Rise in HMRC raids highlights “the age of mistrust,”

Data published recently has revealed that the number of premises raided by HMRC has risen by 53 per cent in the last five years – and by 28 per cent year-on-year.

Statistics have suggested that the upward trend does not seem to be slowing.

Rufus Ballaster, Partner at City of London law firm, Carter Lemon Camerons LLP, has said that the news epitomises “the age of mistrust”.

He said: “Just a decade ago, HMRC’s statistics of criminal cases brought for non-payment were in the handfuls per year – and now they run in the region of a thousand annually. What is more, the tax authorities have powers of investigation and confiscation which are far more draconian than individuals do in civil disputes.

“The ‘authorities’ operate on a basis of mistrust – they are hunting down the cheats and there is a perceived need to punish bad behaviour severely, so as to ‘encourage the others’ to pay up,” he added.

Ballaster even went as far as to question the concept of “self-assessment” in UK tax law.

He said that he fully supported HMRC acting in the public interest, but that individual and business taxpayers should, under the concept of self-assessment, be entitled to “be heard fully and fairly” in situations where any significant doubt arises.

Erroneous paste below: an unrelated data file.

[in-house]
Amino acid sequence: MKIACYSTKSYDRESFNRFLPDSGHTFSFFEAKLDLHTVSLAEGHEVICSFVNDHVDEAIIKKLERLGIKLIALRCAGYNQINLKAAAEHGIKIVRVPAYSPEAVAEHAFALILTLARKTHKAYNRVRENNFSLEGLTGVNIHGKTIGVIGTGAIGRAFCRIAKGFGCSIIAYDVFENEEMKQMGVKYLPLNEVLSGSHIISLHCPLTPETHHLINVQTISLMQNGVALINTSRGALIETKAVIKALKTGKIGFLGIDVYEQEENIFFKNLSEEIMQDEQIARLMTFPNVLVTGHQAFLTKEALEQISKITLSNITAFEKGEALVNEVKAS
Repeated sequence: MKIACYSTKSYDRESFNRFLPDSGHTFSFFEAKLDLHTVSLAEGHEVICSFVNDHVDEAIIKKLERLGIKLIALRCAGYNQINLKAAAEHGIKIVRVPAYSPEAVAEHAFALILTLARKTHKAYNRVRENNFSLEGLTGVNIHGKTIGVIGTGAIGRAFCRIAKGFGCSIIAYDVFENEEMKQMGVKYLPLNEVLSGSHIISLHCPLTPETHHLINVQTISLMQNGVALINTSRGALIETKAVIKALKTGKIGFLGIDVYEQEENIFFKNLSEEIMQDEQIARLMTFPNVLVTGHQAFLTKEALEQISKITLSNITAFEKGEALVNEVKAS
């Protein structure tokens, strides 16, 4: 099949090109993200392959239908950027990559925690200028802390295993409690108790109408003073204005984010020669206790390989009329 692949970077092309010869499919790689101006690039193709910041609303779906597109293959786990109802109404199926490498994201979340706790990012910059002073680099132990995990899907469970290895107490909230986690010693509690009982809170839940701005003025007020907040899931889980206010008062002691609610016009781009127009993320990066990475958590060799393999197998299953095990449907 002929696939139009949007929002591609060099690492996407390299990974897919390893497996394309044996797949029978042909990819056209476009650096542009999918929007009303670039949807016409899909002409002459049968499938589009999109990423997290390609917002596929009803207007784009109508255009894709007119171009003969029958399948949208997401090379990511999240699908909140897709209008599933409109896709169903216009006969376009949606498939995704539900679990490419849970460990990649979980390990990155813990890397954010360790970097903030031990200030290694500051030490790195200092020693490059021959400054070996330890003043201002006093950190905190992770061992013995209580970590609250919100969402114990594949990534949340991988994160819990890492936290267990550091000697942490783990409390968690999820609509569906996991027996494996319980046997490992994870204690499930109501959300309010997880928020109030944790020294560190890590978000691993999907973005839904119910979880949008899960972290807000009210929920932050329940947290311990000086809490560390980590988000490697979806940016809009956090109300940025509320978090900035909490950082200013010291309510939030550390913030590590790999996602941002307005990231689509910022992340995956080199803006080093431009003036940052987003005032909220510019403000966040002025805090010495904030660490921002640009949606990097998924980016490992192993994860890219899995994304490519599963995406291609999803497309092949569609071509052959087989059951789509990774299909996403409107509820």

“Taxpayers should, and the vast majority of us do, file returns self-assessing the tax we ought to pay and making our payments accordingly. It is acknowledged that the proper functioning of the state requires taxes to be paid, and that proper behaviour of citizens requires frank disclosure and prompt payment in accordance with the law.

“Today, tax is almost entirely ‘self-assessment’ based.

“Increasingly, however, we live in a country of mistrust and set piece battles with allegations by HMRC of tax avoidance ‘losing billions to the public purse’ on the one hand, and protests from people and corporations that they pay ‘what is properly due’ on the other – so what is the truth here?”

Ballaster added: “If certain tax payments are properly due and the taxpayer has mis-disclosed facts, or failed to file honest returns, HMRC is behaving in the public interest and we should defend its actions.

“If, however, there is any doubt whatsoever about the position, it is the tax payer – and not the state – who should be heard fully and fairly before being pilloried for ‘tax evasion’”.